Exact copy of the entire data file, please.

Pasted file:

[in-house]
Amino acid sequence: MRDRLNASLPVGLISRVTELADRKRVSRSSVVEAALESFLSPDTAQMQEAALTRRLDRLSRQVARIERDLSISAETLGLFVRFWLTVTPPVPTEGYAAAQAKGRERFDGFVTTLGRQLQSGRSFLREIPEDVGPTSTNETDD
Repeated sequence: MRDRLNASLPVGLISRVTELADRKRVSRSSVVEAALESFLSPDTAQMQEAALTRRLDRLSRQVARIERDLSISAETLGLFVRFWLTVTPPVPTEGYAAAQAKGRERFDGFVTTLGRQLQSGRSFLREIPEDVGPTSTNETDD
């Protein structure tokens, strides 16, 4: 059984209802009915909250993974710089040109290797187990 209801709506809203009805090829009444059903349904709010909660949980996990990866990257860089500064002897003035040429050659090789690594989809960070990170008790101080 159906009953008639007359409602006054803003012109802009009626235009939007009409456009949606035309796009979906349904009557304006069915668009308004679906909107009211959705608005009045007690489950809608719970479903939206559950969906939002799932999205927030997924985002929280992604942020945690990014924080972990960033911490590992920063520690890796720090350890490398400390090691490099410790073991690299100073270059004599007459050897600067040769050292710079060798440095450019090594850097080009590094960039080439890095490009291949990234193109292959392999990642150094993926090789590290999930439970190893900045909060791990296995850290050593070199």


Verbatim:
[in-house]
Amino acid sequence: MRDRLNASLPVGLISRVTELADRKRVSRSSVVEAALESFLSPDTAQMQEAALTRRLDRLSRQVARIERDLSISAETLGLFVRFWLTVTPPVPTEGYAAAQAKGRERFDGFVTTLGRQLQSGRSFLREIPEDVGPTSTNETDD
Repeated sequence: MRDRLNASLPVGLISRVTELADRKRVSRSSVVEAALESFLSPDTAQMQEAALTRRLDRLSRQVARIERDLSISAETLGLFVRFWLTVTPPVPTEGYAAAQAKGRERFDGFVTTLGRQLQSGRSFLREIPEDVGPTSTNETDD
């Protein structure tokens, strides 16, 4: 059984209802009915909250993974710089040109290797187990 209801709506809203009805090829009444059903349904709010909660949980996990990866990257860089500064002897003035040429050659090789690594989809960070990170008790101080 159906009953008639007359409602006054803003012109802009009626235009939007009409456009949606035309796009979906349904009557304006069915668009308004679906909107009211959705608005009045007690489950809608719970479903939206559950969906939002799932999205927030997924985002929280992604942020945690990014924080972990960033911490590992920063520690890796720090350890490398400390090691490099410790073991690299100073270059004599007459050897600067040769050292710079060798440095450019090594850097080009590094960039080439890095490009291949990234193109292959392999990642150094993926090789590290999930439970190893900045909060791990296995850290050593070199």